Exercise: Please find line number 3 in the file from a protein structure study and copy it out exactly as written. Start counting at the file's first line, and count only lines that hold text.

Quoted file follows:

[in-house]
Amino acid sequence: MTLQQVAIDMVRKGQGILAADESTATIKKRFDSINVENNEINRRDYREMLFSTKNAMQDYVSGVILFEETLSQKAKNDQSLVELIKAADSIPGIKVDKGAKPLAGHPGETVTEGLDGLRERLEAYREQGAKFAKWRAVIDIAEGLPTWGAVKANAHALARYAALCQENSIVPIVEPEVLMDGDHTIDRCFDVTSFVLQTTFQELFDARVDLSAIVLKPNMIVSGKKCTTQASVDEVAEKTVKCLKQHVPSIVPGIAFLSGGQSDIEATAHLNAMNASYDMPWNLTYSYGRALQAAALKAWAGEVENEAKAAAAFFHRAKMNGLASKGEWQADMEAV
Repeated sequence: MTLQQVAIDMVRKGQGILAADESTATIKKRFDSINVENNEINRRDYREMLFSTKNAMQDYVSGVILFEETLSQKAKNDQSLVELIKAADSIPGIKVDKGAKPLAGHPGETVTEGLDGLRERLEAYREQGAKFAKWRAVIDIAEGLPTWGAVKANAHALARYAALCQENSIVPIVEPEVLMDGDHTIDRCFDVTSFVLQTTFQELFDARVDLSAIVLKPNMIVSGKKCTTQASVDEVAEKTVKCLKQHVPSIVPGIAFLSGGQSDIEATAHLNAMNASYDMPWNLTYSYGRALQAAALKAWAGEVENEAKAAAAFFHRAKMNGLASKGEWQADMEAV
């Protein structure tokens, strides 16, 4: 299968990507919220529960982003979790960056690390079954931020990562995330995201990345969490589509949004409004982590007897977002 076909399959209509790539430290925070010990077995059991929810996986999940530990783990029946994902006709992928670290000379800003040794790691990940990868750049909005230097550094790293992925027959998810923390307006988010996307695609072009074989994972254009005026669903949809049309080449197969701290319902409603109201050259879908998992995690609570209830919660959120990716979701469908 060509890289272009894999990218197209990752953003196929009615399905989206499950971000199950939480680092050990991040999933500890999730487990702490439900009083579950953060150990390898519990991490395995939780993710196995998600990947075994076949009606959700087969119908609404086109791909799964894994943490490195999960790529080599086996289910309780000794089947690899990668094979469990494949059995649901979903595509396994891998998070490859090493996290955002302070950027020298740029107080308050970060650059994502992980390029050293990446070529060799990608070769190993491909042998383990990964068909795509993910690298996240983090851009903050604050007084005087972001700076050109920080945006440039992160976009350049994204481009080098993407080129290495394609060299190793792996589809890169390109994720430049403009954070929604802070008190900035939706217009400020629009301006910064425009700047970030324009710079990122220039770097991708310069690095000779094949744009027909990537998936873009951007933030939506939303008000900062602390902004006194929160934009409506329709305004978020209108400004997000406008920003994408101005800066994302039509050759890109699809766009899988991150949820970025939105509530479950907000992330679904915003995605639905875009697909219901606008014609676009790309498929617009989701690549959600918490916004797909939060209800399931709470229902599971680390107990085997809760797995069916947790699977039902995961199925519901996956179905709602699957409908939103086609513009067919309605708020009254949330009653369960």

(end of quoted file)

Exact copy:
Repeated sequence: MTLQQVAIDMVRKGQGILAADESTATIKKRFDSINVENNEINRRDYREMLFSTKNAMQDYVSGVILFEETLSQKAKNDQSLVELIKAADSIPGIKVDKGAKPLAGHPGETVTEGLDGLRERLEAYREQGAKFAKWRAVIDIAEGLPTWGAVKANAHALARYAALCQENSIVPIVEPEVLMDGDHTIDRCFDVTSFVLQTTFQELFDARVDLSAIVLKPNMIVSGKKCTTQASVDEVAEKTVKCLKQHVPSIVPGIAFLSGGQSDIEATAHLNAMNASYDMPWNLTYSYGRALQAAALKAWAGEVENEAKAAAAFFHRAKMNGLASKGEWQADMEAV